Pittsburgh Penguins (Pete the Penguin, now Iceburgh)

Hockey Team and Mascots (1967-present)

Neurotic Penguin Opus

Comic Strip (1980’s)

Feathers McGraw

Cartoon (1993)


Mascot for Linux Software (2000’s)

Admiral, Chill, Frigid, Pablo, Slapshot, Toboggan, Tux, Waddle, Zero

Penguin Ty Beanie Babies© Plush Toy (1995present)

Pablo the Penguin

The Backyardigans Cartoon (2004-present)

Disney’s Club Penguin©

Massively Multiplayer Online Role-Playing Game (MMORPG) (2005-present)

Mumble, Lovelace, Gloria, Memphis, Norma Jean, and Ramon

Happy Feet Cartoon (2006)

Cody, Zeke and Lani

Surf’s Up Cartoon (2007)

Squishable Penguins (Mini, Micro, Massive)

Stuffed Plush (2007-present)

K.C. Penguin

Kid Cuisine Frozen Meals Mascot

Skipper, Kowalski, Private and Rico

Penguins of Madagascar Cartoon, Television Show, Video Game, McDonald’s© Toys (2009-present)

Pillow Pets©

Stuffed Plush (2011-present)

Table Two: Lead characters in movies, books, toys, or cartoons. (Glaser 2006).


Each holiday, stores are filled with toys, figurines, and ornaments with penguins in a variety of fashions.  Most penguins sport a Santa hat or scarf.  Throughout the year, other stuffed penguin toys can be found.  Beanie Babies© have a wide variety of species with names and bios.  Club Penguin© is a tween social media site where kids play games, earn tokens and buy decorations for their igloo or new clothes to change.  House goods such as serving ware, rugs, dish towels, dishes, blankets, linens, pillows and bathroom accessories can be found in department stores with penguins plastered on them.  Lastly, penguins have been sewn onto clothing, socks and sweaters for years.  Each winter brings new colors, varieties and styles for the penguin enthusiast.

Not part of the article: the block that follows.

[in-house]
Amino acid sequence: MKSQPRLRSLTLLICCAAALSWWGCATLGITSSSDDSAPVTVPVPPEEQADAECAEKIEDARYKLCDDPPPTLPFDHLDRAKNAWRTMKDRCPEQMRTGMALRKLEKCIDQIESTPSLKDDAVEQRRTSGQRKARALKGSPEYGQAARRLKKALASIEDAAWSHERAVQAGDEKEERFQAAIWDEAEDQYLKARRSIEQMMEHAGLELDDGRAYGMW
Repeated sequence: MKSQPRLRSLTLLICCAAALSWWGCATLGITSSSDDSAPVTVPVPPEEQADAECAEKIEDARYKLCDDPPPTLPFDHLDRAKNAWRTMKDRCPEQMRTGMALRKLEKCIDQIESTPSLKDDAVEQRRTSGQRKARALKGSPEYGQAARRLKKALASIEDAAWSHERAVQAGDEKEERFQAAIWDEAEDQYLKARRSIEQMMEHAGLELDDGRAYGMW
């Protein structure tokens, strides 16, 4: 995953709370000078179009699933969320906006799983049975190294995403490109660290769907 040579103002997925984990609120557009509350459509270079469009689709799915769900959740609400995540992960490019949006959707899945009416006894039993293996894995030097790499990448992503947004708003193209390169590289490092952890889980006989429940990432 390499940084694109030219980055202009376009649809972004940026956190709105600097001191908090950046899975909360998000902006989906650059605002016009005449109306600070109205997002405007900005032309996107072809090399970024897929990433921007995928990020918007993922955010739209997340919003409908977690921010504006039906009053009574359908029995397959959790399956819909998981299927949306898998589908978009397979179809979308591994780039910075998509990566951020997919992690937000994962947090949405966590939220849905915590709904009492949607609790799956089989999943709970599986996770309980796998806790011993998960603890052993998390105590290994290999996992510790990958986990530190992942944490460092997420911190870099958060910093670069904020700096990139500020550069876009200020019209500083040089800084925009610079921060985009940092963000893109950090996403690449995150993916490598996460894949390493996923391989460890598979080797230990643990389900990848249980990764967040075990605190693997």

All penguin toys are not just for children.  Swarovski© crystal introduced penguin figurines and charms into its high-end collection.   Penguin jewelry in the form of rings, earrings, necklaces, charms, watches and bracelets can be found year-round in stores and on the internet.  Gold, Platinum, bronze, gems, and diamonds all come together beautifully illustrating the penguin physique.  Plastic and cement statues can decorate gardens and yards, while giant holiday inflatable displays light up the outdoors.  Collectors around the world spend millions of dollars supporting their favorite polar bird. 
Sports Teams

Pittsburgh Penguin mascot Iceburgh
NHL's Pittsburgh Penguins mascot, Iceburgh

Sports bring further penguin memorabilia to the public.  Two specific teams have penguins as their mascot.  First, there is the NHL Pittsburgh penguin named Iceburgh.  Originally the team’s top penguin was named Penguin Pete.  Naming contests later on selected Iceburgh as a play on words with Ice and Pittsburgh.  This mascot perfectly suits the team because the arena is nicknamed the ‘Igloo.’ These penguins literally hit the ice during hockey season and do not stop until the team’s season ends.   Then there are the American Hockey League Wilkes-Barre/Scranton Penguins with a mascot named Tux that play separately from the National Hockey League.  These athletes skate, slip and slide on the ice just like the penguins do in the wild.